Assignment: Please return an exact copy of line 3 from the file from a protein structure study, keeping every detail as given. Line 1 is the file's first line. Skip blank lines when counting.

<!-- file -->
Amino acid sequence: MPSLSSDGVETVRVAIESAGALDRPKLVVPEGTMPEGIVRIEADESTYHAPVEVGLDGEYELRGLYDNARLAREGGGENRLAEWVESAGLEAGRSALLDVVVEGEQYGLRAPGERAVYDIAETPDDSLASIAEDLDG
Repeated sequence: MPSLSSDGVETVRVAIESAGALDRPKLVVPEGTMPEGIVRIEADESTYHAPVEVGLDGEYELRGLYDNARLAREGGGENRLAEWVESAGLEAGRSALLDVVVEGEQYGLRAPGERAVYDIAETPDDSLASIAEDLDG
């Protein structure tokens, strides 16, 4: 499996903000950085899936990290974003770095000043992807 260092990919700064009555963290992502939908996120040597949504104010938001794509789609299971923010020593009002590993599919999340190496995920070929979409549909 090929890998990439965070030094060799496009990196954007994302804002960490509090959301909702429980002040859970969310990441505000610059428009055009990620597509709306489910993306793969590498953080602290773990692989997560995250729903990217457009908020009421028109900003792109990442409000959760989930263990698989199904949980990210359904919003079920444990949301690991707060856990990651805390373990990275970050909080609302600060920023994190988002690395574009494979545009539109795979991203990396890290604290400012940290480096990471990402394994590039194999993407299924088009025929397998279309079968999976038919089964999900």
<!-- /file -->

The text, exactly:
């Protein structure tokens, strides 16, 4: 499996903000950085899936990290974003770095000043992807 260092990919700064009555963290992502939908996120040597949504104010938001794509789609299971923010020593009002590993599919999340190496995920070929979409549909 090929890998990439965070030094060799496009990196954007994302804002960490509090959301909702429980002040859970969310990441505000610059428009055009990620597509709306489910993306793969590498953080602290773990692989997560995250729903990217457009908020009421028109900003792109990442409000959760989930263990698989199904949980990210359904919003079920444990949301690991707060856990990651805390373990990275970050909080609302600060920023994190988002690395574009494979545009539109795979991203990396890290604290400012940290480096990471990402394994590039194999993407299924088009025929397998279309079968999976038919089964999900």